UNA maintains high percentage of full-time faculty and small class sizes

by News Editor Anna Brown

While universities across the country are hiring more adjunct professors, UNA maintains a high percentage of full-time professors.

Adjunct or part-time professors are hired to teach one or two classes for a certain semester. They do not receive benefits or have the responsibilities of full-time professors, he said.

“It is essential to use adjuncts because of the decline in funding for universities,” said Associate Dean of the College of Arts and Sciences Christopher Maynard. “With economic and enrollment fluctuations, sometimes it is hard to know how many professors are needed to teach a certain class.”

He said wages for adjunct professors are close to minimum wage.

The cost to pay for full-time professors’ benefits and fixed costs to run a university continue to climb as well, making it more and more difficult to hire full-time professors, he said.

Over the past six years, the percentage of adjunct professors employed at UNA has decreased from 33 percent to 27 percent, according to a report from the Office of Institutional Research, Planning and Assessment. The national average percentage of adjuncts on college campuses was 41 percent in 2011, according to the U.S. Department of Education.

Universities around the country are hiring more adjunct professors than ever before. He said this trend has increased significantly across the nation in the past five years.

UNA tries to pay close attention to the number of adjunct professors on staff, he said.

Adjunct professors are not required to have a terminal degree — the highest degree available in that field — like full-time professors, according to the Southern Association of Colleges and Schools’ standards.

Most adjunct professors do not have the same amount of training as full-time professors because they have not completed the research required to earn a terminal degree, Maynard said.

“Having adjunct professors without this research background is a limitation because they often do not have the same knowledge about research trends as full-time faculty with terminal degrees do,” he said. “They don’t have the same skill set.”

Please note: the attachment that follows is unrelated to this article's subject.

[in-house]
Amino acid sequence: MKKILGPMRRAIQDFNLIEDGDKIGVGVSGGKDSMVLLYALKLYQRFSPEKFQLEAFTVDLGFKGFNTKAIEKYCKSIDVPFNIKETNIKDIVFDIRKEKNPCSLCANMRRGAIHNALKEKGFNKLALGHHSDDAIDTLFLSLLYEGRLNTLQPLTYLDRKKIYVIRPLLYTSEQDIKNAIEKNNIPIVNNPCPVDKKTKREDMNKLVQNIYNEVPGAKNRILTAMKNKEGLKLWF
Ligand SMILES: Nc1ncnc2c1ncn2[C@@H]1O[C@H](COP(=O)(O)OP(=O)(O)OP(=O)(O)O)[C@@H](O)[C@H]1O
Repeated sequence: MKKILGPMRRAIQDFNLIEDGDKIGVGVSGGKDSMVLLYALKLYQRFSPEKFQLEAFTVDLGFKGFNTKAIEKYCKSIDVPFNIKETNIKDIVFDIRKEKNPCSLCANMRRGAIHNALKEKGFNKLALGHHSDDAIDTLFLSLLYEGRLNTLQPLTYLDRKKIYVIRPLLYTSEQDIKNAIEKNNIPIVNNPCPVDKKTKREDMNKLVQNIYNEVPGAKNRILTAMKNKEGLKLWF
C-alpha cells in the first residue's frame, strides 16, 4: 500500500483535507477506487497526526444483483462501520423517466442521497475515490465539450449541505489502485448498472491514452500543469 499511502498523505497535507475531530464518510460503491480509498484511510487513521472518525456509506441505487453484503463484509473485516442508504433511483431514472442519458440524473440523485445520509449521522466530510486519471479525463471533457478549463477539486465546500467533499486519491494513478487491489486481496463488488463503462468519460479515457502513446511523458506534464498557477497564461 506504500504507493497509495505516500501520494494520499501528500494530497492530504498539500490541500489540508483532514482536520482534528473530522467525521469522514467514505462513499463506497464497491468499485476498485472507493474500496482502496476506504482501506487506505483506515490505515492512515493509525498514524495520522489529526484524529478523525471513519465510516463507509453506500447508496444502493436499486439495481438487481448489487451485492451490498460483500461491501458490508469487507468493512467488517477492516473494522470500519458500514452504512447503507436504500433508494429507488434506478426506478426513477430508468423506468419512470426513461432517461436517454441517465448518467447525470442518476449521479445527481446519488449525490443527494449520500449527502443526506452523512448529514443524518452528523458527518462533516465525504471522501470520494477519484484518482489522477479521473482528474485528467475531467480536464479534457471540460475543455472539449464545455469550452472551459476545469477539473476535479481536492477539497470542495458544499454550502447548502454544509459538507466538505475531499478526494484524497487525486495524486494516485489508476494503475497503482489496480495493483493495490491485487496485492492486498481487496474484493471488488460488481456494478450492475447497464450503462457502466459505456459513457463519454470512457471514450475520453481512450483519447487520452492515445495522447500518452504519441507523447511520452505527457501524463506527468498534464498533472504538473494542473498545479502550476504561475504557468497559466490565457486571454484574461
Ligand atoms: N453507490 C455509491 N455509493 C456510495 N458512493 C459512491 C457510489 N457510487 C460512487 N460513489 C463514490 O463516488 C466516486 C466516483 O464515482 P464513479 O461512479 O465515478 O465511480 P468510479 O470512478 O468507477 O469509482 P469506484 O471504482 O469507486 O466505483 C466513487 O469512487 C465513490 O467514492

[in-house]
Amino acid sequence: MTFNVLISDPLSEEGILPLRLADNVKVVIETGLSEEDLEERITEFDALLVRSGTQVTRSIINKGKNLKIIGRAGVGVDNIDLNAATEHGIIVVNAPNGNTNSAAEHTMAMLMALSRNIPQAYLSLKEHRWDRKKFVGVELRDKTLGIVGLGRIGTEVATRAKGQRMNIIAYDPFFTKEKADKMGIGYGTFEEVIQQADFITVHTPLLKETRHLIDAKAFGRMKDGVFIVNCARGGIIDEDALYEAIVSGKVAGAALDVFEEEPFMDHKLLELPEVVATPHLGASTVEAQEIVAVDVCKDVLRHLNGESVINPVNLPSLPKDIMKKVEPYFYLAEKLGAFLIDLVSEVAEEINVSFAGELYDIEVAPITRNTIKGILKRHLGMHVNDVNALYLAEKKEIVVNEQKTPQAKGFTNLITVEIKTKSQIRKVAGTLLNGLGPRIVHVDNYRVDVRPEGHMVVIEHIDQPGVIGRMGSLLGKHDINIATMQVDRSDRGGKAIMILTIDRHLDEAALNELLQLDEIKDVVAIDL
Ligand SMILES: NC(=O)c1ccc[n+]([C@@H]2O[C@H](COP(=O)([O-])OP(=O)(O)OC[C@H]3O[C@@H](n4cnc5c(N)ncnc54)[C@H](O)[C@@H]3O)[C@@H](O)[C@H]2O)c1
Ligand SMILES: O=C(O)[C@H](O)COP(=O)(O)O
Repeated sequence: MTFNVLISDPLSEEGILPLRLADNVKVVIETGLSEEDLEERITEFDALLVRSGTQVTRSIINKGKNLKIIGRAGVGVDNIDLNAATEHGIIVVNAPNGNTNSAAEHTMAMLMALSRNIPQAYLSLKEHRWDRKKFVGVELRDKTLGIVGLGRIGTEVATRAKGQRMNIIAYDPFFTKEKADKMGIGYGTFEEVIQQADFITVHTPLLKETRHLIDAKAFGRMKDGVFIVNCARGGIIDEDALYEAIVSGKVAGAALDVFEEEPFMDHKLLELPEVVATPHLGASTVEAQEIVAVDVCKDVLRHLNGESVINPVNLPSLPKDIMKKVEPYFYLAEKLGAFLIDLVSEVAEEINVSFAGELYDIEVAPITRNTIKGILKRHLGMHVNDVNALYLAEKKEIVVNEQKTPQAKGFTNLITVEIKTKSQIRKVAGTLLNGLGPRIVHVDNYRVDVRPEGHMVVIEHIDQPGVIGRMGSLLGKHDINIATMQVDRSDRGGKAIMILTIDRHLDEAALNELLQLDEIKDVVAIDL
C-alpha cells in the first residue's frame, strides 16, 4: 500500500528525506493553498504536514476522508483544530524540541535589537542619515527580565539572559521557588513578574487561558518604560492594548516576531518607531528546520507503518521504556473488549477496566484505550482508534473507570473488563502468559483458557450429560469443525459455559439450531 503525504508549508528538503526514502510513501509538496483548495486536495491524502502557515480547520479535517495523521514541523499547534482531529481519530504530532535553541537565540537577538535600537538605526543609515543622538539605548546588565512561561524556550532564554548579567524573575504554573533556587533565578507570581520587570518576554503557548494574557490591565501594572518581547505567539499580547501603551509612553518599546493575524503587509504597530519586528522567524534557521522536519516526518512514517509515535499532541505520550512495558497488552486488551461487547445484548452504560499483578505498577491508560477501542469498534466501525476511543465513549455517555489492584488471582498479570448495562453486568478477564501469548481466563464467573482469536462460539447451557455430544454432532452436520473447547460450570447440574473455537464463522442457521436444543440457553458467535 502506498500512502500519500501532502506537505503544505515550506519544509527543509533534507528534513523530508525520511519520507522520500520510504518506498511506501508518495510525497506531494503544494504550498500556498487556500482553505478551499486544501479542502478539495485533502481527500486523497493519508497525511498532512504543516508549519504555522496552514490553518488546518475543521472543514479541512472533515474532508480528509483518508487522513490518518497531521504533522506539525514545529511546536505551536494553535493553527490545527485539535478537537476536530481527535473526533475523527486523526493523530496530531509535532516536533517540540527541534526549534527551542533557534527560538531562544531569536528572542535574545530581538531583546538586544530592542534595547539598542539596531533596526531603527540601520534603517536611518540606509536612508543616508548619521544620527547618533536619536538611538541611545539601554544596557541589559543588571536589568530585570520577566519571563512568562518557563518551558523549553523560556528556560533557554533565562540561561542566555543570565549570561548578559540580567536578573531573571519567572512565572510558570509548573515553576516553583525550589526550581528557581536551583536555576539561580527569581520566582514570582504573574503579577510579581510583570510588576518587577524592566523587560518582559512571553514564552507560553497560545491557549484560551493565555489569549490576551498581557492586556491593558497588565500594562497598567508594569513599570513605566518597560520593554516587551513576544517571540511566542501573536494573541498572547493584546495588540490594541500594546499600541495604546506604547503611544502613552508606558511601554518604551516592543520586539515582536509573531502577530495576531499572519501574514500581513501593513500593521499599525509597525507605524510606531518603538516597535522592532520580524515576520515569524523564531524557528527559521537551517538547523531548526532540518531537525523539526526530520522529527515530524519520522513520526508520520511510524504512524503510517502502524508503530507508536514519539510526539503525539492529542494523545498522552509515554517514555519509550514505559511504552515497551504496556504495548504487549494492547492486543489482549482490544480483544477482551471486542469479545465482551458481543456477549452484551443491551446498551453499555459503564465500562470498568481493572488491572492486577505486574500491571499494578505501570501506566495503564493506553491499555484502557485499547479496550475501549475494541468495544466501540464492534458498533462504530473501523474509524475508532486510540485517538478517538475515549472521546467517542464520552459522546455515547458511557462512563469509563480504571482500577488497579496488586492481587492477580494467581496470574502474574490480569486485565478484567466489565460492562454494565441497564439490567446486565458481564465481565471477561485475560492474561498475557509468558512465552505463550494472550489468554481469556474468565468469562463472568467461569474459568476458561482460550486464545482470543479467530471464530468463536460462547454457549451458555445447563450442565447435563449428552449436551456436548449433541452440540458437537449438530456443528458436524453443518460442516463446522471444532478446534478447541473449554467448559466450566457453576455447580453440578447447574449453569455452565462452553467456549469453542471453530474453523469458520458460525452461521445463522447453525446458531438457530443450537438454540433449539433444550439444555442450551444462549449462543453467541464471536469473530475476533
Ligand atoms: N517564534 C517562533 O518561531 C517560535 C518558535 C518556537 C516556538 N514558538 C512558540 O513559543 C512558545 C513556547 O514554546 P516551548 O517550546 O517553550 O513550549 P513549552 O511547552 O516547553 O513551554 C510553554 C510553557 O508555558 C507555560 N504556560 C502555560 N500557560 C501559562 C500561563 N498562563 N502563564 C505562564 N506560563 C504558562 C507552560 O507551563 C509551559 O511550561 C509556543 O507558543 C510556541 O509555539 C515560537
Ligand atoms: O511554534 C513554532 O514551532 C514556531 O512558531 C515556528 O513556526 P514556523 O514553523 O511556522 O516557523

However, he said UNA has many highly-qualified adjuncts who do have terminal degrees.

Freshman Kathleen Cater said she does not see a difference in professors with or without terminal degrees.

“It doesn’t matter to me as long as the professor is qualified to teach the class,” she said.

Some adjunct professors are more specialized in a certain field because they have real-life work experience, said senior Wesley Daniels.

“I know we have a lot of adjuncts in the criminal justice department,” he said.

“Some of our professors have actually worked as police officers,” Daniels said. “I think those professors are more specialized because of their experiences.”

Maynard said adjuncts are most commonly used in the English department.

“We have many sections of English Composition, so we need many teachers,” said Chair of the English Department Cynthia Burkhead.

Burkhead said most of the adjunct professors used in the English department teach First-Year Composition (EN 111), a class every UNA student must take to graduate.

It is impossible to have large classes of students taking First-Year Composition because a single professor cannot give each student the attention he or she needs, she said.

“These students are writing six to seven essays and revising those essays six to seven times,” she said. “The professor has to grade all those papers. You hit a point where there are too many students for the professor to handle.”

Burkhead said if the university is not able to hire qualified teachers, it will limit the number of First-Year Composition classes available for students.

Wages for adjunct professors are low across the region, and the amount UNA pays is lower than the regional average, Maynard said.

“Ultimately, it hurts the students when the best and brightest teachers cannot get good jobs at universities,” he said. “If this trend continues and state funding continues to drop, faculty will peruse other careers. Students lose in the end.”